Syrian President Bashar al-Assad lost more territory on Tuesday to Islamist insurgents and Kurdish militias, bolstering Turkey’s push to create a rebel-controlled buffer zone along the two countries’ shared border.
The most striking opposition gains came in northwest Syria along Turkey’s frontier, according to representatives for various rebel factions and opposition activists in the area.
There, a Turkish-backed coalition of Islamist rebel groups captured more than a dozen villages, checkpoints and installations in a strategic area straddling Hama, Idlib and Latakia provinces that the Assad regime previously controlled, these people said.
The setbacks come two days after Mr. Assad said in a speech to his supporters that he was no longer able to defend many parts of the country. He said his depleted forces would instead focus on vital areas, a stark assessment for an authoritarian ruler who has held on to power during a 4½-year, multisided insurgency against him.
If the coalition succeeds in holding on to the advances, it would be a major blow to the regime and its supporters. The area constitutes the first line of defense of the Alawite heartland in western Syria and its center, Latakia city, and now even this area appears to be at risk.
The Islamist rebel gains could also put the U.S. in an awkward position. Washington has welcomed Turkey’s decision to commence airstrikes against the extremist group Islamic State inside Syria.
But some Islamist fighters whom Turkey supports but the U.S. deems enemies could gain sway in a planned buffer zone that Ankara and Washington jointly agreed last week to set up along the Turkish-Syrian border. The Islamist coalition, the Fateh Army, includes the al Qaeda affiliate Nusra Front, which is a U.S.-designated terror group. Likewise, the Kurdish militias, backed by the Washington in the fight against Islamic State but viewed as an enemy by Turkey, have added to the volatility.
U.S. officials said Tuesday they were fine-tuning plans for creation of the “ISIL-free zone” in northern Syria, a reference to Islamic State. Senior administration officials said they were open to working with a variety of moderate forces in Syria.
In the past year, the Assad regime has lost territory to Islamic State, Syrian rebels and Kurdish fighters. It is now almost completely shut out of eastern Syria and territories it still holds in the north, south and center are gradually shrinking. The regime and its allies are now mainly focused on bolstering defenses in Damascus and along the west coast.
Overnight Tuesday, rebels attacked regime positions with a barrage of heavy artillery and rockets and at least one suicide car bomber detonated his payload at the entrance of a village.
The Fateh Army posted videos and photographs on social-media websites showing what it said were their battle gains. In one image a section of the highway from Idlib to Latakia city on Syria’s west coast was littered with what looked like destroyed army vehicles and tanks. Another showed Islamist rebels hauling away crates of ammunition they said were seized from an outpost for regime forces in the village of Salat Zuhour in Idlib.
In one video, a rebel commander is shown in front of the Zeizoun power plant in the Ghab Plain, an agricultural area considered to be the fault line between the mostly Sunni Muslim plains to the east and the predominantly Alawite mountain region above the Mediterranean coast to the West.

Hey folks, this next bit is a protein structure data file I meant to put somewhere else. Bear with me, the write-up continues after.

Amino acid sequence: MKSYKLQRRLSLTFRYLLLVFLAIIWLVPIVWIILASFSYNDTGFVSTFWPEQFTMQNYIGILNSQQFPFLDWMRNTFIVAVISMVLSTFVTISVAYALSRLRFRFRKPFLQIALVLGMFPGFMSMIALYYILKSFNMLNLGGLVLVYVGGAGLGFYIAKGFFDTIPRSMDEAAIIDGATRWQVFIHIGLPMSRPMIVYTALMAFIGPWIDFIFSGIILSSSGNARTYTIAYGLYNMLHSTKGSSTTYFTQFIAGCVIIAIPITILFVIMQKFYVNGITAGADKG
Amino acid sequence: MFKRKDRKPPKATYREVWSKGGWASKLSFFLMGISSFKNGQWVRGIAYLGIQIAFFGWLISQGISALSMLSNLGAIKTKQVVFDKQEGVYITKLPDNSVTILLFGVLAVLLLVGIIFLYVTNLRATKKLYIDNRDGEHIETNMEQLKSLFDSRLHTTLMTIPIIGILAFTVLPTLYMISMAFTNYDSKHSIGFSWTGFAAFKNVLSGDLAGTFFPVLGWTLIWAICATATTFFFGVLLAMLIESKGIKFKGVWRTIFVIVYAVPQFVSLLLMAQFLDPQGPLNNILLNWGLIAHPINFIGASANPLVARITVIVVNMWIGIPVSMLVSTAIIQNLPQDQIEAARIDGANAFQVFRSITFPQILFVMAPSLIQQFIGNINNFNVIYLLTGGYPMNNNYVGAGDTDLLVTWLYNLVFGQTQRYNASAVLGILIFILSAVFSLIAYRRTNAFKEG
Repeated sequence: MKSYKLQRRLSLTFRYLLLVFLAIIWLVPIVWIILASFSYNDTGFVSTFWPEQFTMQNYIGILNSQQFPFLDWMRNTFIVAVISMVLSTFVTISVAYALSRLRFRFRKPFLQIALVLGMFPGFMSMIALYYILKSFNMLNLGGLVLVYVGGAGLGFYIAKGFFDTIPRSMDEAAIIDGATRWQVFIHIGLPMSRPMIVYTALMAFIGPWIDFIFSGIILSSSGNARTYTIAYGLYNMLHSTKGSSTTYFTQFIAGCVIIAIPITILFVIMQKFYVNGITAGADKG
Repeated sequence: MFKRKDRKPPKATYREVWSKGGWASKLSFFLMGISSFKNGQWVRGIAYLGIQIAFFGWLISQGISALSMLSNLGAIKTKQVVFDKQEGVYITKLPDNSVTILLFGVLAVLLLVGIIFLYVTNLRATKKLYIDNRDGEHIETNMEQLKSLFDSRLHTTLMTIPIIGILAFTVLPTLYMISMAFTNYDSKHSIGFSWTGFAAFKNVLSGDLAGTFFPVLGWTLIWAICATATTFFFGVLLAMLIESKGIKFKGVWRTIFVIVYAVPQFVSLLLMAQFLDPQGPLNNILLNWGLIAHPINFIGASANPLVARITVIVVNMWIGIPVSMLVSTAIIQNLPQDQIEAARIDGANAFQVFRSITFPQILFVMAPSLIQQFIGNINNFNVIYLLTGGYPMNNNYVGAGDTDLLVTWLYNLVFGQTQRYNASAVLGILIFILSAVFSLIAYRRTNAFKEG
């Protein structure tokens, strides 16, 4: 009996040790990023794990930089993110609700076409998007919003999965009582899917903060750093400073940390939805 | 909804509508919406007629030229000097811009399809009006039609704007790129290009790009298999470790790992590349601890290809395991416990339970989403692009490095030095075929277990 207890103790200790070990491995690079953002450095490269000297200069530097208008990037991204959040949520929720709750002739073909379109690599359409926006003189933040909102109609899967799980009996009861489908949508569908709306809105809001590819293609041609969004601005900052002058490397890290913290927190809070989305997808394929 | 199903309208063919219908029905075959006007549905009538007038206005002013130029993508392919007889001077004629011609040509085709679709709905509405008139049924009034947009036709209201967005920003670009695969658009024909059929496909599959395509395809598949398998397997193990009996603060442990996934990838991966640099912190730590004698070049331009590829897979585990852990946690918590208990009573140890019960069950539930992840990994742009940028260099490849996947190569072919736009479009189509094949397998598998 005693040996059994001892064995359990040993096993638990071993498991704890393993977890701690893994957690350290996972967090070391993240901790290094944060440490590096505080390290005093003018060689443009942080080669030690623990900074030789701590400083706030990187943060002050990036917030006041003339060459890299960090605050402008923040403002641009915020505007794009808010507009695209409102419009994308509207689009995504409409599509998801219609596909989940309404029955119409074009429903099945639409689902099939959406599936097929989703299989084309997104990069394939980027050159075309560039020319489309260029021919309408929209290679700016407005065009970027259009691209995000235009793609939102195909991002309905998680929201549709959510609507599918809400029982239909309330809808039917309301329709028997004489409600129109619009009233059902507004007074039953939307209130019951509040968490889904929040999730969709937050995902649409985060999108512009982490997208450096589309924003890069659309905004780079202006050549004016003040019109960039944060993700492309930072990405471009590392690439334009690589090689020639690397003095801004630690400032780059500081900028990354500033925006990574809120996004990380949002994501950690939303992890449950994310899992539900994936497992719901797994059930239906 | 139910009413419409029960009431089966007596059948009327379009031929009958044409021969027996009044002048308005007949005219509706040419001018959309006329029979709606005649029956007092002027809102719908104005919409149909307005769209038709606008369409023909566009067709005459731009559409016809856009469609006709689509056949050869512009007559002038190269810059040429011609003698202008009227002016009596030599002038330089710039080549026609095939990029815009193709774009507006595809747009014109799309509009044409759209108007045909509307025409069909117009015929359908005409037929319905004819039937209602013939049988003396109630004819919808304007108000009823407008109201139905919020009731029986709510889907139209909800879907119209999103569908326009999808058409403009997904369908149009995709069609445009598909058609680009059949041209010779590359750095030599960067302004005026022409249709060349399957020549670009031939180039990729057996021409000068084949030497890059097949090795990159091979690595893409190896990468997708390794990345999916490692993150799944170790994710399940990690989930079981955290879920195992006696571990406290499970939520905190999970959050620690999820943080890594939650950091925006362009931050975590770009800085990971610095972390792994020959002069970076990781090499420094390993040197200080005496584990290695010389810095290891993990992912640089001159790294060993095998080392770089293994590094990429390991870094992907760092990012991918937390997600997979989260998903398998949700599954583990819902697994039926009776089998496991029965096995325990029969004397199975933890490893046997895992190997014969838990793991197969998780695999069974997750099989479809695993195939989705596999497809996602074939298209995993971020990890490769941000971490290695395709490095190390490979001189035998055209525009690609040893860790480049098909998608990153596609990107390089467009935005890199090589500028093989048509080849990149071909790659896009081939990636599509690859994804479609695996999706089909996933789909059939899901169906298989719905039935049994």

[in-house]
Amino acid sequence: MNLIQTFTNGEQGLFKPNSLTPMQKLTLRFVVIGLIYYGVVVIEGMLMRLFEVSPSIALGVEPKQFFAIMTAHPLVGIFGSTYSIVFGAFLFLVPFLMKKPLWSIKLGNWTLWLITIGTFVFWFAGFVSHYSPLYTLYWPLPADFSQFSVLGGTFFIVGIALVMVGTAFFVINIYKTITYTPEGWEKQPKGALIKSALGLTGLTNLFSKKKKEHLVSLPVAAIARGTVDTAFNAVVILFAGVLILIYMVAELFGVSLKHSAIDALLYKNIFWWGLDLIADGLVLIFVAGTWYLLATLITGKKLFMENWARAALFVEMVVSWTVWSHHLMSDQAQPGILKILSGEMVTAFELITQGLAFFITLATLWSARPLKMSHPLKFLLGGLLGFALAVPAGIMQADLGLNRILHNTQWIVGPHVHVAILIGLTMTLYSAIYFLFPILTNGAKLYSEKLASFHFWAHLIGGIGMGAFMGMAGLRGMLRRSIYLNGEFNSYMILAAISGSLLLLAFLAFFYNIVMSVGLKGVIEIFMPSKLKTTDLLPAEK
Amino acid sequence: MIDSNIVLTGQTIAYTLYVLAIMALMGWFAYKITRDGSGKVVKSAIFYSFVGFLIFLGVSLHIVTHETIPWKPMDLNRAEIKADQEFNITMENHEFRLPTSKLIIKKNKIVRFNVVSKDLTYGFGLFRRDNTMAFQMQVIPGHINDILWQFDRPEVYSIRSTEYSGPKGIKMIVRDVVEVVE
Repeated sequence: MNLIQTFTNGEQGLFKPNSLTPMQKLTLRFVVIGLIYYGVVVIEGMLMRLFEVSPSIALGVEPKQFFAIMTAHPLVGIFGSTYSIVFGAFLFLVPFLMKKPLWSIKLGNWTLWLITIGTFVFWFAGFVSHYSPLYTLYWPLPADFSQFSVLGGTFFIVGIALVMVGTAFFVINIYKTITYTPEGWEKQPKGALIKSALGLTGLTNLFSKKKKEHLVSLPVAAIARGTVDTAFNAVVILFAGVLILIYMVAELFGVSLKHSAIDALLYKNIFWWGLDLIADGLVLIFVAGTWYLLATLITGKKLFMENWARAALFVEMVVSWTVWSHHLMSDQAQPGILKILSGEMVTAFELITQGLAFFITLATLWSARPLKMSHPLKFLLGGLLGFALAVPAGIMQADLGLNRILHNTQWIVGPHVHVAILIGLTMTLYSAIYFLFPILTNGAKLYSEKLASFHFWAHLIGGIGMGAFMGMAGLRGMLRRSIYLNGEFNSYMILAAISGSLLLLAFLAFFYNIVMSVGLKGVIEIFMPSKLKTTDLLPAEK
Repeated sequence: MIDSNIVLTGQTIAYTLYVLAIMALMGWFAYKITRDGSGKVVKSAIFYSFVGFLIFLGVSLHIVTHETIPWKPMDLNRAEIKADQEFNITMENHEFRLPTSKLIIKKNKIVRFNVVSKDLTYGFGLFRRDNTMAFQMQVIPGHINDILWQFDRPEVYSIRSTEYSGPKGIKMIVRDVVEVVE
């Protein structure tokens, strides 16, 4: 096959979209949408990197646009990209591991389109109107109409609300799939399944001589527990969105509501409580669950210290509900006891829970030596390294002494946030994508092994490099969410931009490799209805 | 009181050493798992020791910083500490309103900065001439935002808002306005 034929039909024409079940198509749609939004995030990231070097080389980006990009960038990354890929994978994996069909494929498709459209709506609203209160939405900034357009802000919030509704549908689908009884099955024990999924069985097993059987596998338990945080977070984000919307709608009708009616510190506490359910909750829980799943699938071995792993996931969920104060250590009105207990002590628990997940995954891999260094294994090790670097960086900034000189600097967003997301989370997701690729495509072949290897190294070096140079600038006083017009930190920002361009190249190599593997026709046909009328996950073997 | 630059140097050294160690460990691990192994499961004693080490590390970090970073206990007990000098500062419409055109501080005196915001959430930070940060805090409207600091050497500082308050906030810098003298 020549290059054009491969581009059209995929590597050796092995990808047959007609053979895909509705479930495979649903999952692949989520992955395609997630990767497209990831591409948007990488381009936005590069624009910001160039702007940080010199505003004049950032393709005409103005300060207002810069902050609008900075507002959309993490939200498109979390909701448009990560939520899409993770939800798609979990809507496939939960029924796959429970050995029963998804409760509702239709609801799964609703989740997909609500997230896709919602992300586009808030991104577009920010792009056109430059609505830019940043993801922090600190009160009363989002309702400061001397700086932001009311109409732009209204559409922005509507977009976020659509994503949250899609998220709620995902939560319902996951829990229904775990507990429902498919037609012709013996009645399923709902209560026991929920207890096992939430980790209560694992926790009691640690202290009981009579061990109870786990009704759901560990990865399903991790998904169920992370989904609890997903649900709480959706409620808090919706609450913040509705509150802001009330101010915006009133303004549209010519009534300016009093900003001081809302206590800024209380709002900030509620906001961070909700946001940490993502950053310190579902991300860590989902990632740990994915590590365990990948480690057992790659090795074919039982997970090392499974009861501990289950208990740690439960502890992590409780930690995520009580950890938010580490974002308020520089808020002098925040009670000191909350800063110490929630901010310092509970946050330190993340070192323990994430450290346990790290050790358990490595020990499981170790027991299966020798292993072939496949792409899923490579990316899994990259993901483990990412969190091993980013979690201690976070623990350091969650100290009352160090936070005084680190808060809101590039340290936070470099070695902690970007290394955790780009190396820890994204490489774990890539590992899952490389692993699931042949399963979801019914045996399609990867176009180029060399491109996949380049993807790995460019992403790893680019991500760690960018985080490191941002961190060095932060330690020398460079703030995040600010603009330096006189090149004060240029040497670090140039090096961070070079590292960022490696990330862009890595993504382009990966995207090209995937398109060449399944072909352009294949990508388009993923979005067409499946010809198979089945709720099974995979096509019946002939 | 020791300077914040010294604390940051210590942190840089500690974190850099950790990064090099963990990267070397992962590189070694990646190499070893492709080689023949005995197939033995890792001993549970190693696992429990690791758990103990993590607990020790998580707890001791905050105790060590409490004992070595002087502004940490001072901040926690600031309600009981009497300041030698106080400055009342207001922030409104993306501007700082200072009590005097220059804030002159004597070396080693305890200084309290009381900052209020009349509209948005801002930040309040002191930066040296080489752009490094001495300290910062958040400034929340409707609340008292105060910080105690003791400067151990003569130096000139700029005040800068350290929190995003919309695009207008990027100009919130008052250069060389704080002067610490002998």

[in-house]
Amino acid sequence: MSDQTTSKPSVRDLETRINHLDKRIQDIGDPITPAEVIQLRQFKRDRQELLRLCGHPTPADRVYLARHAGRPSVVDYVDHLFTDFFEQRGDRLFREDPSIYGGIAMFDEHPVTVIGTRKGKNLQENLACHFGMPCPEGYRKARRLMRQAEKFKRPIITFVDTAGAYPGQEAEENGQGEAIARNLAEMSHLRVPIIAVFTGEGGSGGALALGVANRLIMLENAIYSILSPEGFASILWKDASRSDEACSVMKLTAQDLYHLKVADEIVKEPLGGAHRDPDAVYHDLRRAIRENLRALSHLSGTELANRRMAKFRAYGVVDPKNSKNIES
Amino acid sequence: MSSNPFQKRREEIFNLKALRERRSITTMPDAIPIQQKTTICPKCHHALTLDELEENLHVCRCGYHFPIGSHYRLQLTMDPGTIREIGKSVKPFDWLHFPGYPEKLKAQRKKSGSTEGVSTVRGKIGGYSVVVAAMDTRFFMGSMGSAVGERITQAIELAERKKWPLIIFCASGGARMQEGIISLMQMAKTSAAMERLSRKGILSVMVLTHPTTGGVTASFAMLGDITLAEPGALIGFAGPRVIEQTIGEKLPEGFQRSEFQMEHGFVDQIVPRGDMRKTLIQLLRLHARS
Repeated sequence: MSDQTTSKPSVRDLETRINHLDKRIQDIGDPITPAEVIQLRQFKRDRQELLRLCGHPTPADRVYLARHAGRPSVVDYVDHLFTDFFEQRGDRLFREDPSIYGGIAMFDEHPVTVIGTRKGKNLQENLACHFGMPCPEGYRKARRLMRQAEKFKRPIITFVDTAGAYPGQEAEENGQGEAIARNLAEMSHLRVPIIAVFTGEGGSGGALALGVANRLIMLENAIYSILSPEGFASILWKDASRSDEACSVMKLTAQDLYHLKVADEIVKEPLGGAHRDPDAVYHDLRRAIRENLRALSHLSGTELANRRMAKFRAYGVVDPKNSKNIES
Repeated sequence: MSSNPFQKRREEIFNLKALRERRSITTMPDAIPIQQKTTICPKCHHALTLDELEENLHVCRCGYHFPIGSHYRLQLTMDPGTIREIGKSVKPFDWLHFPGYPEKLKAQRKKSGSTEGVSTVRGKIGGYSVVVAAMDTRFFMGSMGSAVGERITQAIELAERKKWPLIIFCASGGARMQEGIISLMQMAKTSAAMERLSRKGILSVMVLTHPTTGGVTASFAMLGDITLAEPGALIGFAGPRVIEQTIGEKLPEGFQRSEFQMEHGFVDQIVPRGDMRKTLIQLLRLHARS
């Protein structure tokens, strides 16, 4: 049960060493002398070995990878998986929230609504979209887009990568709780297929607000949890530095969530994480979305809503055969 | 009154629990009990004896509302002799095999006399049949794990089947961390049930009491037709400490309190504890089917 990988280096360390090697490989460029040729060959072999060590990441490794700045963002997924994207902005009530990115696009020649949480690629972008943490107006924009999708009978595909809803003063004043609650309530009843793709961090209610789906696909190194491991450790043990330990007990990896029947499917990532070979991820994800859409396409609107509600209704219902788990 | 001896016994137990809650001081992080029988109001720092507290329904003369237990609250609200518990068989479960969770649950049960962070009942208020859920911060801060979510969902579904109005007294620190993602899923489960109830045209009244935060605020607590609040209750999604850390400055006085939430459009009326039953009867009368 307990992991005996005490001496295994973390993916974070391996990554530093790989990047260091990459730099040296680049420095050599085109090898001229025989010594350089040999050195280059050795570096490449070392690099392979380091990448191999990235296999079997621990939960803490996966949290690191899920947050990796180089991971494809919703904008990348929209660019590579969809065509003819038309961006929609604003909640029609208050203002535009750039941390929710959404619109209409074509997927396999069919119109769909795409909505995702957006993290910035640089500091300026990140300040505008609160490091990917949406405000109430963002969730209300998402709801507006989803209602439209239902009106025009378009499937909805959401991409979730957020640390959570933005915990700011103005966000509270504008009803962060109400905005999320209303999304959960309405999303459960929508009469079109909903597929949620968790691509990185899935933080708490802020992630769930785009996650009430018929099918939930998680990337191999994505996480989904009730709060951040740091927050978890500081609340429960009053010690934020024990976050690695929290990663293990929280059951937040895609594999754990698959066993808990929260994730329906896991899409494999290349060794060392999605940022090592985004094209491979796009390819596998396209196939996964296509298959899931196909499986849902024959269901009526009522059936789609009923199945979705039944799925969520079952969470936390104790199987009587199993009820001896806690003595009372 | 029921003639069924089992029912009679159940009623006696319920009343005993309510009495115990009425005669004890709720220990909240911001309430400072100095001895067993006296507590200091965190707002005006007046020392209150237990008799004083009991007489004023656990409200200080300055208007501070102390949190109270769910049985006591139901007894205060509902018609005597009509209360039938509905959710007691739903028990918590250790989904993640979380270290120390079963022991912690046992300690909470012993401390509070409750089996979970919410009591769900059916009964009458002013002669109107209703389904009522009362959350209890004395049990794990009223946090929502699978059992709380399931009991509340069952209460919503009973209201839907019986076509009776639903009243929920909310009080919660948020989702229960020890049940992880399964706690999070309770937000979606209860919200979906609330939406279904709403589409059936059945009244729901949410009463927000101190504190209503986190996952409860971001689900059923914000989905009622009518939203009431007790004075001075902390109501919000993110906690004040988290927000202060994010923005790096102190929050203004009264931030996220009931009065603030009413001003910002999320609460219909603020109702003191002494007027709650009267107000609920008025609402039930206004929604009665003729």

Sunnis are leading the fight against Mr. Assad’s Shiite-linked, Alawite-dominated regime. Among them are the extremist Islamic State and more moderate Islamist and non-Islamist factions, as well as mostly secular Kurdish fighters. The rebels are backed by Turkey, Saudi Arabia and other Gulf nations.
On the other side, members of Mr. Assad’s own religious minority and Shiite militiamen from Lebanon are defending the regime, with financial and military support from Iran.
“The leader of the Assadist gang spoke the other day about how these positions are the gateway to Latakia, so today we destroyed this gate and we are going to enter the house as liberators praising God and rejoicing,” said a commander of Ahrar al-Sham, one of the largest Islamist factions taking part in the campaign, in a video released by the coalition.
“We are coming to you followers of Khosrow,” he added, referring to an ancient Persian king and using it in this context as a derogatory term to describe Alawites and Shiites allied to Iran.
Earlier this year, the same Islamist coalition captured the capital of Idlib province and several key towns and villages like Jisr al-Shughour.
On Tuesday, members of the Syrian-Kurdish People’s Defense Units, known as the YPG, took control of most of Hasakah city in northeast Syria following a monthlong battle with Islamic State militants.
The city was previously held by the Assad regime, and the Kurds stepped in to prevent Islamic State from seizing it. The Kurds now control most of it, with the regime relegated to a small position, according to residents and activists.
With the exception of occasional skirmishes, the Assad regime has so far avoided confrontation with the Kurds and the two sides have an arrangement whereby Kurds run their own affairs while the regime maintains some presence in their areas, according to Syrian Kurdish officials.
But this setup has frayed as Kurds have gained strength and territory and are now running their own de facto self-rule zone.
Syrian state media said regime forces repulsed the attacks by the Fateh Army coalition, adding that they killed more than 40 Nusra Front fighters. Opposition groups including the U.K.-based Syrian Observatory for Human Rights, which monitors the conflict, said the regime responded to its battlefield losses by unleashing airstrikes and barrel bomb attacks against several populated rebel-held areas in the northwest. Civilian casualties weren't immediately known.
— Mohmmad Nour al-Akraa in Beirut contributed to this article.